From: Oregon Health & Science University
Published November 2, 2017 10:33 AM

Should Patients be Asleep or Awake During Brain Surgery?

Deep brain stimulation is a long-established surgical procedure that eases the effects of Parkinson’s disease and essential tremor through pulses from tiny electrodes implanted in the brain. Currently, most surgeons around the world conduct this surgery while the patient is awake.

You read that right: It’s considered standard clinical practice to keep a patient awake for the four to six hours it takes to implant electrodes into specific areas of the brain that control movement. Yet technological improvements in imaging have enabled neurosurgeons at OHSU to accurately map the brain before and during the procedure. This allows them to conduct the surgery while the patient is fast asleep.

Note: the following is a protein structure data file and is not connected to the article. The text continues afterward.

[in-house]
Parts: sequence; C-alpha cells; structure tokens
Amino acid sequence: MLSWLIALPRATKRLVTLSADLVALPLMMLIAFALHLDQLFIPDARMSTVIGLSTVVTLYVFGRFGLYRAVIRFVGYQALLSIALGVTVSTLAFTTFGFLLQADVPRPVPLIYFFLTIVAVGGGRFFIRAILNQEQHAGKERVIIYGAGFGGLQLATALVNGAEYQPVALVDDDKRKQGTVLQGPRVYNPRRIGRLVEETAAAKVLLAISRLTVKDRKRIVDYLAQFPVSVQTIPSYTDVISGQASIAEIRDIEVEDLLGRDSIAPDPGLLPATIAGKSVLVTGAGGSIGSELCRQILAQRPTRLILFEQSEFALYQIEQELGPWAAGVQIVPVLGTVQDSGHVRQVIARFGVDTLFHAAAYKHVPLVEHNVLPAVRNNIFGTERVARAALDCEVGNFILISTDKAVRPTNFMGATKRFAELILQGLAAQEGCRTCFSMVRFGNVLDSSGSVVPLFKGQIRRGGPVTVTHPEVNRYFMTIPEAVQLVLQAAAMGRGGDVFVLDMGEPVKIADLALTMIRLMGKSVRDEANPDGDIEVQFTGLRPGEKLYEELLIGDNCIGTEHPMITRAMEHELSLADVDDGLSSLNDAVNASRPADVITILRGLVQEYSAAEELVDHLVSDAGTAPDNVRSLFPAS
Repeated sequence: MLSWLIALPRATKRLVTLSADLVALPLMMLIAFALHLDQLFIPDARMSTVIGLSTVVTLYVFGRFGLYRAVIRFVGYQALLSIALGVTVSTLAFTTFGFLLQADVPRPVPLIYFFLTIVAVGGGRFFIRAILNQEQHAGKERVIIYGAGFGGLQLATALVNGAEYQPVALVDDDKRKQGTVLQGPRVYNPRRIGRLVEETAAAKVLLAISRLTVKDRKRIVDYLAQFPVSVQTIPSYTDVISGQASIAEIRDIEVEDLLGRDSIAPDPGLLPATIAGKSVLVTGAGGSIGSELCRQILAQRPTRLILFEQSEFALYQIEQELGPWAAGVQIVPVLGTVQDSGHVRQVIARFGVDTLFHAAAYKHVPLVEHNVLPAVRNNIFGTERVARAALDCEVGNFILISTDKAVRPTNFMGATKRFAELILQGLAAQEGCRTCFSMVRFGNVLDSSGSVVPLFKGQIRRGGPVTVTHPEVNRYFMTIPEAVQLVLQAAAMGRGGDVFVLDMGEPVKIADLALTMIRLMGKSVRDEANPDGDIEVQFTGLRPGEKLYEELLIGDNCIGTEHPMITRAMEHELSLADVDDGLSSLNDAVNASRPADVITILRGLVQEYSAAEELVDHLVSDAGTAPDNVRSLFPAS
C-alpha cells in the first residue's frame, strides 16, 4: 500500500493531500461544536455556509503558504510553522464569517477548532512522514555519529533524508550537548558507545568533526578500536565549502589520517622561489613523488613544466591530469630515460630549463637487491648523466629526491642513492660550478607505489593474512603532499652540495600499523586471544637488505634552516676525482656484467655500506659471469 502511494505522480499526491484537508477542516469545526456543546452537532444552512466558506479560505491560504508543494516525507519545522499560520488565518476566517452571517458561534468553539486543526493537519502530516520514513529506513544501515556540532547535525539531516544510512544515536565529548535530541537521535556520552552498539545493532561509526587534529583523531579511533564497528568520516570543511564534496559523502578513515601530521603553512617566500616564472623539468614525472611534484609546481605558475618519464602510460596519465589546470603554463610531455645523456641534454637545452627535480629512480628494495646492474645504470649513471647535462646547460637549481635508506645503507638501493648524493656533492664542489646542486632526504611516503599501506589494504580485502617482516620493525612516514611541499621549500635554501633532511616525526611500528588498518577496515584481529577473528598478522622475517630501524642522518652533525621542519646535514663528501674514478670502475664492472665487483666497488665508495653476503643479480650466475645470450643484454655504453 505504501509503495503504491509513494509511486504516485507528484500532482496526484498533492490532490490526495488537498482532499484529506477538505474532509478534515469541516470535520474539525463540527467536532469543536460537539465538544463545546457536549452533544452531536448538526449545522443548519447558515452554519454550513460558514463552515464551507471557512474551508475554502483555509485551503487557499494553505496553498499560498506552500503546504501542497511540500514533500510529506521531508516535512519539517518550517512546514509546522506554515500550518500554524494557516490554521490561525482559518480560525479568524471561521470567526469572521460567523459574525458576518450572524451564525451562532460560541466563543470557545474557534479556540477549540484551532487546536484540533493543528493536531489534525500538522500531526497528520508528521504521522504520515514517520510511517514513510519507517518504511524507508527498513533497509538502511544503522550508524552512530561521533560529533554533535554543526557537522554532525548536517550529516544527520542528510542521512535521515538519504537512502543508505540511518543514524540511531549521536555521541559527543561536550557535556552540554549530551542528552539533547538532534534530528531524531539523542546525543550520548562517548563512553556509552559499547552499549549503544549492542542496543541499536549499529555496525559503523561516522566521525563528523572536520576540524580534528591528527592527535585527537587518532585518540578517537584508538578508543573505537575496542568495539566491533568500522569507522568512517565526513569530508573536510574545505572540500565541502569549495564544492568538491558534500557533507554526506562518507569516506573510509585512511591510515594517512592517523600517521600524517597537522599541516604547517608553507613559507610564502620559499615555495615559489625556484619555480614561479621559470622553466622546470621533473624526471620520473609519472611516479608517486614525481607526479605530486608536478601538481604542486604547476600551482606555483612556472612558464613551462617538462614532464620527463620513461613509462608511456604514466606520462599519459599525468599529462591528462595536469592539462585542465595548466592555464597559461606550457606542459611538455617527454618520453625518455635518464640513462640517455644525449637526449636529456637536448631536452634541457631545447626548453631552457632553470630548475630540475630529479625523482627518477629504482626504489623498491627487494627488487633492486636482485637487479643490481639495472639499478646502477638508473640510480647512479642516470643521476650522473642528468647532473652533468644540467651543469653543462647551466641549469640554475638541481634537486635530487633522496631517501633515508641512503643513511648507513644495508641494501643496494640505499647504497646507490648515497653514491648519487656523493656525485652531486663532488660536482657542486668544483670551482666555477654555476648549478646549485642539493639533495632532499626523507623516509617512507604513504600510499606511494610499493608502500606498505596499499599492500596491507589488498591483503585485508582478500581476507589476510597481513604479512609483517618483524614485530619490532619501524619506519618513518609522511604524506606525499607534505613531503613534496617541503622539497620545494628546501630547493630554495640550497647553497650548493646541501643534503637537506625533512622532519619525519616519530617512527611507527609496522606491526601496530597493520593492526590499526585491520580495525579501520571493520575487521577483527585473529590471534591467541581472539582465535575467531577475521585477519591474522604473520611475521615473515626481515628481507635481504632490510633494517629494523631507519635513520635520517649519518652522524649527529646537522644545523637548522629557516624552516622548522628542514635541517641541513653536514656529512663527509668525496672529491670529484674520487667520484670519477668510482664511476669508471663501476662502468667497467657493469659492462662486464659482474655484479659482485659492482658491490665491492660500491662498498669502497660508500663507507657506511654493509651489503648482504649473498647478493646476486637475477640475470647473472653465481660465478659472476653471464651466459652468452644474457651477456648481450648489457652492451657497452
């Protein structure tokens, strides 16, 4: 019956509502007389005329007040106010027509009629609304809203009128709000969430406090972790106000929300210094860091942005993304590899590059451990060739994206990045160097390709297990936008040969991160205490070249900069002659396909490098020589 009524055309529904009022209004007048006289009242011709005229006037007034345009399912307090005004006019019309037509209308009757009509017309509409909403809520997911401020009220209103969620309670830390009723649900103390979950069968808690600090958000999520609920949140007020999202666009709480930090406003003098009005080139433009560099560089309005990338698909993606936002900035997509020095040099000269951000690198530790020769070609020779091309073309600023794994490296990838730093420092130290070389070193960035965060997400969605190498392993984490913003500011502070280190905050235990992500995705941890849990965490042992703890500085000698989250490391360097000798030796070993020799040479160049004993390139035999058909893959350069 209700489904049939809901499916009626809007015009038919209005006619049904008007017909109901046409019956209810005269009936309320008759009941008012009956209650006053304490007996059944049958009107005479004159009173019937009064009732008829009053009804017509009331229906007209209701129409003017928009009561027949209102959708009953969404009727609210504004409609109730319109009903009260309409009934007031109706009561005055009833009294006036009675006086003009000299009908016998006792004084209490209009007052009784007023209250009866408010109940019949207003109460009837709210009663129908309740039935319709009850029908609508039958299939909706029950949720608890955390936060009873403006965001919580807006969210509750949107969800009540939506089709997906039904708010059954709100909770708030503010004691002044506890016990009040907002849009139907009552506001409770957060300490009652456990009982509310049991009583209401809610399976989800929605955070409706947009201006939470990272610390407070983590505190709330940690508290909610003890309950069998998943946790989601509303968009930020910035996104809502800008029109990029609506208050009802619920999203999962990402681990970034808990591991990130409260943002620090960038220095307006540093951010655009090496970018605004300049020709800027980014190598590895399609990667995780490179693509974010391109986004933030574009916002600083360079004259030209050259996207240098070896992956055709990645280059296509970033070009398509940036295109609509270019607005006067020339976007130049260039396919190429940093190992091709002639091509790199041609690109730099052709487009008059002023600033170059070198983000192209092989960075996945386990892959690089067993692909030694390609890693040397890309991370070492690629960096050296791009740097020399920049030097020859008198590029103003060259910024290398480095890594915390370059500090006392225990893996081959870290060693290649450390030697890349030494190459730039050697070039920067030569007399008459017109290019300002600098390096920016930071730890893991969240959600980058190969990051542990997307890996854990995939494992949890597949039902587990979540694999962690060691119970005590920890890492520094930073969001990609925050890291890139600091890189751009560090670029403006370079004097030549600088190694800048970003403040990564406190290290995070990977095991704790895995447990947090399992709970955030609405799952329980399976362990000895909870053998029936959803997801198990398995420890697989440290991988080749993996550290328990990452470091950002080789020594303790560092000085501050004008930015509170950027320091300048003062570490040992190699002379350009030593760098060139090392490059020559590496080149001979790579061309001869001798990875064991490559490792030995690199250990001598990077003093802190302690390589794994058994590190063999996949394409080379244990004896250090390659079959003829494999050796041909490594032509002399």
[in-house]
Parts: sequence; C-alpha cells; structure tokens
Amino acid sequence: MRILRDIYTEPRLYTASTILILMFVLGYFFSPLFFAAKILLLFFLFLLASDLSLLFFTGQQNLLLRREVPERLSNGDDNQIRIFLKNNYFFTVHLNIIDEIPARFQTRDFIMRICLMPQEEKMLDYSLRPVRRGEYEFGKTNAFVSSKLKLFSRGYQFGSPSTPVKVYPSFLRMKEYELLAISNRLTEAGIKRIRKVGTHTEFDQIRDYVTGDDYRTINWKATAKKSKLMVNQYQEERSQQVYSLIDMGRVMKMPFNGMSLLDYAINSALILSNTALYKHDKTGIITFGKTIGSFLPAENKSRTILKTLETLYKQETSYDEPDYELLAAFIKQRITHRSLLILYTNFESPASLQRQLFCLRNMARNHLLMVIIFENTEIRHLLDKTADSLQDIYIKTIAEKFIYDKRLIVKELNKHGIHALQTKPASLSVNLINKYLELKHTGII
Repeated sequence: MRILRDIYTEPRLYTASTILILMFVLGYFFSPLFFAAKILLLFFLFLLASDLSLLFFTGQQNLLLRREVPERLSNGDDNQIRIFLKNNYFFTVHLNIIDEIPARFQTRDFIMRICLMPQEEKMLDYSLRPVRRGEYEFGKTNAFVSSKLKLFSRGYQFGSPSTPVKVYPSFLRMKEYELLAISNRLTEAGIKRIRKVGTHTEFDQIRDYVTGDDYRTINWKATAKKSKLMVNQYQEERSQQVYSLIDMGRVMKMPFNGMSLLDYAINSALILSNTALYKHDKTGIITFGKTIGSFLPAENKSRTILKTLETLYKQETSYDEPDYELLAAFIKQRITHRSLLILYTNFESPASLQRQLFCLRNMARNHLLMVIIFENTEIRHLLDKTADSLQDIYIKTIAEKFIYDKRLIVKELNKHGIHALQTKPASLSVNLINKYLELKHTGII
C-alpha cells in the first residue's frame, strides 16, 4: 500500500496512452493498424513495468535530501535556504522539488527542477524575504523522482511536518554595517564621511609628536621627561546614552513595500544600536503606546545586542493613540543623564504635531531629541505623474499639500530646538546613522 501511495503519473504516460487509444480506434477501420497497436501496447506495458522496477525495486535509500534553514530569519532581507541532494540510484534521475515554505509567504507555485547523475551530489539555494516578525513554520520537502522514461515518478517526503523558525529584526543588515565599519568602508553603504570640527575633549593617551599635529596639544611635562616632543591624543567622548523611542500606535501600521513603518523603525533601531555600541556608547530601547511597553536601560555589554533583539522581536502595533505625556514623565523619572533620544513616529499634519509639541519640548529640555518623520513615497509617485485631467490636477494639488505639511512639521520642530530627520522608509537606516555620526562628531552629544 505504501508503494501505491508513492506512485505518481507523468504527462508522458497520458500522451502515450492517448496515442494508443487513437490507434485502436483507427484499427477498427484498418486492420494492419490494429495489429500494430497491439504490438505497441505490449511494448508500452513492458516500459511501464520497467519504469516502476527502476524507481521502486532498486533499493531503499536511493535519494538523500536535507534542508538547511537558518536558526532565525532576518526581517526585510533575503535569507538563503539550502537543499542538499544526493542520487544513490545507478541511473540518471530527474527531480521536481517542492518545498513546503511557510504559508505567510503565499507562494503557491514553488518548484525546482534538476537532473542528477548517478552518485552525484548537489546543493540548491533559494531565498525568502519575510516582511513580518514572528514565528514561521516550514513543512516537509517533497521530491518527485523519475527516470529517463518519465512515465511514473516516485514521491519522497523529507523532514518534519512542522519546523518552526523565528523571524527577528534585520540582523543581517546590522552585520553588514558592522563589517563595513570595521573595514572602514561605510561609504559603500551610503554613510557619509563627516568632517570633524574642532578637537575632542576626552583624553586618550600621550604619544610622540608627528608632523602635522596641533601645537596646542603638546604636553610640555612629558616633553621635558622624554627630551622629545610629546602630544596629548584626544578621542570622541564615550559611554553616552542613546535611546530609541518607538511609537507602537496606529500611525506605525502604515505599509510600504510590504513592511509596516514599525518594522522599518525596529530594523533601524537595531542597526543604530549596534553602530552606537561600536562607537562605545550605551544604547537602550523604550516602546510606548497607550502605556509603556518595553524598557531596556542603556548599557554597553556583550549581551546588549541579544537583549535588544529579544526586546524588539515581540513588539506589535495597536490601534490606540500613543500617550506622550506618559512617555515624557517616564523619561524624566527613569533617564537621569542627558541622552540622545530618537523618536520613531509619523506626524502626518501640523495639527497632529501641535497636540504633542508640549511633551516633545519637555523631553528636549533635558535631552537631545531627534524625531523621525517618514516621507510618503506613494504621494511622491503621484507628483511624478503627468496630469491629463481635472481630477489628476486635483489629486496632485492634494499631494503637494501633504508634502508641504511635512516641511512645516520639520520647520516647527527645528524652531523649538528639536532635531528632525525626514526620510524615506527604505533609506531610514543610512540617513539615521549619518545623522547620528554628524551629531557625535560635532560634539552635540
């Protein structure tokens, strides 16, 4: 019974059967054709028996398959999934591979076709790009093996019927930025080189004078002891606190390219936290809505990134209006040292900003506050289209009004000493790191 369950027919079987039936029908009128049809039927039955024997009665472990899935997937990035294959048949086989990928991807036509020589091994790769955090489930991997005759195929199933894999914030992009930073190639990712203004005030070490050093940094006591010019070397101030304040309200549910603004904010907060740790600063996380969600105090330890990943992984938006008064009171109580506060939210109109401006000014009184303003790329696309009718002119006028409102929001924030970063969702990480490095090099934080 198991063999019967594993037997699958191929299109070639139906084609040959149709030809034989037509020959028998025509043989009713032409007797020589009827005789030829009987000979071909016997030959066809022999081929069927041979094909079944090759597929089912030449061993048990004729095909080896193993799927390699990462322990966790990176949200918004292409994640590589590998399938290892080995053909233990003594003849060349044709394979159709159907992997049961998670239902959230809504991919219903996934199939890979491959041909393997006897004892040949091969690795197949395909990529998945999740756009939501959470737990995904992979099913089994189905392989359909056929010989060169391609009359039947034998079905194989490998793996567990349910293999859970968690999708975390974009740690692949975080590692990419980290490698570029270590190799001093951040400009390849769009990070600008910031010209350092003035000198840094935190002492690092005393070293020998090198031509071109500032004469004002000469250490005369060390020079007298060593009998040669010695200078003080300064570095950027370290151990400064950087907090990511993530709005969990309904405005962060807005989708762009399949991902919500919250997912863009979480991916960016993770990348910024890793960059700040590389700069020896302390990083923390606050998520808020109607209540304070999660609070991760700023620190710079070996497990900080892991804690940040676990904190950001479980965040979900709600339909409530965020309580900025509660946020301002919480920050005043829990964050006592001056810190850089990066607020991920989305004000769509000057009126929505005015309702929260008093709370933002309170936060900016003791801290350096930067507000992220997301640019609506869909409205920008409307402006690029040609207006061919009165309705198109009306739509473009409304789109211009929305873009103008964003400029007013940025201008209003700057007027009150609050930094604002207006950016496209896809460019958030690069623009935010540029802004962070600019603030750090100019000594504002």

“It doesn’t take a rocket scientist, or a brain surgeon, to tell you that patients prefer it,” said Kim Burchiel, M.D., past chair and professor of neurosurgery in the OHSU School of Medicine.

The question is, do the clinical outcomes measure up?

Read more at Oregon Health & Science University

Image: Kim Burchiel, M.D., (center), past chair and professor of neurosurgery in the OHSU School of Medicine, conducts a deep brain stimulation surgery at OHSU. A new study reveals no demonstrable difference in clinical outcomes between surgeries conducted while the patient is asleep versus awake. (Credit: OHSU)

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